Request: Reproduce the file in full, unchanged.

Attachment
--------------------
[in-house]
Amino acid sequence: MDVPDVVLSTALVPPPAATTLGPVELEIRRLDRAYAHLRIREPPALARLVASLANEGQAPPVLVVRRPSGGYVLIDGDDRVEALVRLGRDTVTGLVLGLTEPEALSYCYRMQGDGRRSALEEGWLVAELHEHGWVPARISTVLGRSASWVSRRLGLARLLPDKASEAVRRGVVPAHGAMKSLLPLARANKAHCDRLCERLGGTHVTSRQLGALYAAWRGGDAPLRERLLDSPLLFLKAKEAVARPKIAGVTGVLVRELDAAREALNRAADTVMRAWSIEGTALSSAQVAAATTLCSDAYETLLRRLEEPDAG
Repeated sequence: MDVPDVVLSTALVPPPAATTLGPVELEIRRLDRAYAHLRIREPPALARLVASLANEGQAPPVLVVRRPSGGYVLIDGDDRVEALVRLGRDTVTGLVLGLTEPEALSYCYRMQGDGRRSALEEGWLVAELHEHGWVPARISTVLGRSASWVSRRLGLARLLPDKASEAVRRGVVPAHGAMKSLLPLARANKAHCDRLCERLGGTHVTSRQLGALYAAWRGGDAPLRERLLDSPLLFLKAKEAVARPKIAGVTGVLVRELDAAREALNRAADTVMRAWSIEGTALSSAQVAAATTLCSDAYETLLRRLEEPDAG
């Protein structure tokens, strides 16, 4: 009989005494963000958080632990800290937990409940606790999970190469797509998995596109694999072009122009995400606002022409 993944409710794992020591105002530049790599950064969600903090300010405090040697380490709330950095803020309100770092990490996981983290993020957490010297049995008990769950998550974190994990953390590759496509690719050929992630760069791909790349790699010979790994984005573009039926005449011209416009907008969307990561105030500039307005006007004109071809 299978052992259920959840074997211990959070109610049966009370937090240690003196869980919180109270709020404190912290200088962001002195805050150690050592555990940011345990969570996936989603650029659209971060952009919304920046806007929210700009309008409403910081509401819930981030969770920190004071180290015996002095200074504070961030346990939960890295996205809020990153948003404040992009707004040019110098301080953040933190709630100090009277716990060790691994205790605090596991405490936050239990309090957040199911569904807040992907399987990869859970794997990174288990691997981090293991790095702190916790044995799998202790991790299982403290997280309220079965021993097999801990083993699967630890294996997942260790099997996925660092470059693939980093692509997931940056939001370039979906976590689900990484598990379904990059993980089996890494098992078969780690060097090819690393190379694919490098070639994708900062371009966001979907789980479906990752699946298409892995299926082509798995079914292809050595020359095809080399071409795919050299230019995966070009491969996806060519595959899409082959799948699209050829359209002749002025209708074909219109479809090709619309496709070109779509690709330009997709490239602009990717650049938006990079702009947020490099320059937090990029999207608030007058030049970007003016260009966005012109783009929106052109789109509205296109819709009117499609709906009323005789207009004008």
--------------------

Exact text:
[in-house]
Amino acid sequence: MDVPDVVLSTALVPPPAATTLGPVELEIRRLDRAYAHLRIREPPALARLVASLANEGQAPPVLVVRRPSGGYVLIDGDDRVEALVRLGRDTVTGLVLGLTEPEALSYCYRMQGDGRRSALEEGWLVAELHEHGWVPARISTVLGRSASWVSRRLGLARLLPDKASEAVRRGVVPAHGAMKSLLPLARANKAHCDRLCERLGGTHVTSRQLGALYAAWRGGDAPLRERLLDSPLLFLKAKEAVARPKIAGVTGVLVRELDAAREALNRAADTVMRAWSIEGTALSSAQVAAATTLCSDAYETLLRRLEEPDAG
Repeated sequence: MDVPDVVLSTALVPPPAATTLGPVELEIRRLDRAYAHLRIREPPALARLVASLANEGQAPPVLVVRRPSGGYVLIDGDDRVEALVRLGRDTVTGLVLGLTEPEALSYCYRMQGDGRRSALEEGWLVAELHEHGWVPARISTVLGRSASWVSRRLGLARLLPDKASEAVRRGVVPAHGAMKSLLPLARANKAHCDRLCERLGGTHVTSRQLGALYAAWRGGDAPLRERLLDSPLLFLKAKEAVARPKIAGVTGVLVRELDAAREALNRAADTVMRAWSIEGTALSSAQVAAATTLCSDAYETLLRRLEEPDAG
């Protein structure tokens, strides 16, 4: 009989005494963000958080632990800290937990409940606790999970190469797509998995596109694999072009122009995400606002022409 993944409710794992020591105002530049790599950064969600903090300010405090040697380490709330950095803020309100770092990490996981983290993020957490010297049995008990769950998550974190994990953390590759496509690719050929992630760069791909790349790699010979790994984005573009039926005449011209416009907008969307990561105030500039307005006007004109071809 299978052992259920959840074997211990959070109610049966009370937090240690003196869980919180109270709020404190912290200088962001002195805050150690050592555990940011345990969570996936989603650029659209971060952009919304920046806007929210700009309008409403910081509401819930981030969770920190004071180290015996002095200074504070961030346990939960890295996205809020990153948003404040992009707004040019110098301080953040933190709630100090009277716990060790691994205790605090596991405490936050239990309090957040199911569904807040992907399987990869859970794997990174288990691997981090293991790095702190916790044995799998202790991790299982403290997280309220079965021993097999801990083993699967630890294996997942260790099997996925660092470059693939980093692509997931940056939001370039979906976590689900990484598990379904990059993980089996890494098992078969780690060097090819690393190379694919490098070639994708900062371009966001979907789980479906990752699946298409892995299926082509798995079914292809050595020359095809080399071409795919050299230019995966070009491969996806060519595959899409082959799948699209050829359209002749002025209708074909219109479809090709619309496709070109779509690709330009997709490239602009990717650049938006990079702009947020490099320059937090990029999207608030007058030049970007003016260009966005012109783009929106052109789109509205296109819709009117499609709906009323005789207009004008």